Gilbert Henry Claude Hamilton


The following account of Colonel Hamilton appeared recently in a number of the Navy and Army Illustrated newspaper: 'Gilbert Hamilton holds a unique record, for he is the first cavalry officer in the army who has ever risen straight from the ranks to command a cavalry regiment, and he deserves the position he has won for himself, if ever a man did, for he has shown himself an exceptionally fine soldier and officer. He joined the 2nd Life Guards as a trooper at the age of seventeen and a half, and before he was twenty-three he had won his commission, being appointed to the regiment he now commands. His war services comprise the Afghan War of 1879, in which he was, first, aide-de-camp to Sir Sam. Browne, and afterwards galloper to the officer commanding the cavalry brigade at Cabul, and also the Boer War of 1881. In all military exercises Colonel Hamilton is facile princeps. He holds the record score for shooting with the Martini Henry carbine, and won twice running the Inter-Regimental Revolver competition. As a swordsman he competed seven times at the Royal Military Tournament in the sword versus sword mounted competition, and for six years out of the seven was either first or second, in fact only on one occasion was he knocked out before reaching the final.'

Gilbert Henry Claude Hamilton was born 30 July 1852, being the eldest son of the late Lieutenant-General Henry Meade Hamilton and Henrietta, daughter of the late Rev. Sir Erasmus Dixon Borrowes Bt of Barretstown Castle, County Kildare, Ireland. He was appointed Sub-Lieutenant 14th Hussars 1 Sep 1875 and Lieutenant on the same date. He commanded the 14th from 22 Feb 1899 until 1901. He was also Adjutant to the Yorkshire Dragoons (Yeomanry) from 22 Feb 1888 to 17 April 1893.

Gilbert Hamilton comes of a soldier stock. His father, the late Lieutenant-General H. M. Hamilton, C.B., served in several campaigns. One of his brothers, Bruce Meade Hamilton, late of the East Yorkshire Regiment, is now Major-General Commanding 21st Brigade in the war in South Africa, and has already distinguished himself there in many engagements. He is a Staff College man. Hubert, also a Staff College man, is a Lieutenant-Colonel in the army, late Major in the Royal West Surrey Regiment, and gained the ' Distinguished Service Order ' recently in the campaign in Egypt, when serving with the Egyptian army. He also is at the front, and is Military Secretary to Lord Kitchener, Commander-in-Chief in South Africa; whilst the youngest, Keith, is serving in South Africa with his regiment the Oxfordshire Light Infantry, in which he is a Captain.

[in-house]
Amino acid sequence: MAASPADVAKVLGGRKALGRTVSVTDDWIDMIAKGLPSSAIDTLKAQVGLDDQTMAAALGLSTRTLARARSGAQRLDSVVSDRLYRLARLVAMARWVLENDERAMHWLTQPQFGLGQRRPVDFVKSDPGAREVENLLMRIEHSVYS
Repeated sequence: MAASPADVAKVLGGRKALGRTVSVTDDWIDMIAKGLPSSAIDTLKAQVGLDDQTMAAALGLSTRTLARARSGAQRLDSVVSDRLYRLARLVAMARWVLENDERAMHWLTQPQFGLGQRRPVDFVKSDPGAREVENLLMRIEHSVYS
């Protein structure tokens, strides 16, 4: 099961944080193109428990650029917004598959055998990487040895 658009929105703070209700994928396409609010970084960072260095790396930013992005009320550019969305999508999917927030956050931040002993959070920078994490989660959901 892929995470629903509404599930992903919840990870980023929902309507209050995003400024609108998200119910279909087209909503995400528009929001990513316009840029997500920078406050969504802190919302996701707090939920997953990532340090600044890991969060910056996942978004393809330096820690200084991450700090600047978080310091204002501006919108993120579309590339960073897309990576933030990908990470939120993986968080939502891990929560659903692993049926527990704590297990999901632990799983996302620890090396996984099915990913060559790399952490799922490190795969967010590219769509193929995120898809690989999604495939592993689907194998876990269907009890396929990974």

Father and sons together have up to the present date earned twenty medals between them. Colonel Gilbert Hamilton was mentioned in despatches and received the medal for his services in the Afghan wars of 1878, 1879, and 1880, and he commanded the Fourteenth in South Africa until 21st November 1900, when he was appointed Brigadier-General to command the 4th Brigade of Cavalry in Lieutenant-General French's Cavalry Division. On 30 July 1901 his brigade surprised and captured Potgieter's Laager at Wolmaranstadt in Transvaal. Twenty-one Boers were killed or wounded and all of Commandant Potgieter's wagons were captured. He retired in 1906 and was awarded CB in the birthday honours list of that year. He is mentioned in Douglas Haig's Letters and Diaries at 'Ghazi' Hamilton, brother of 'Hammy'.


Regimental Details | 14th Hussars Commanding Officers




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by Stephen Luscombe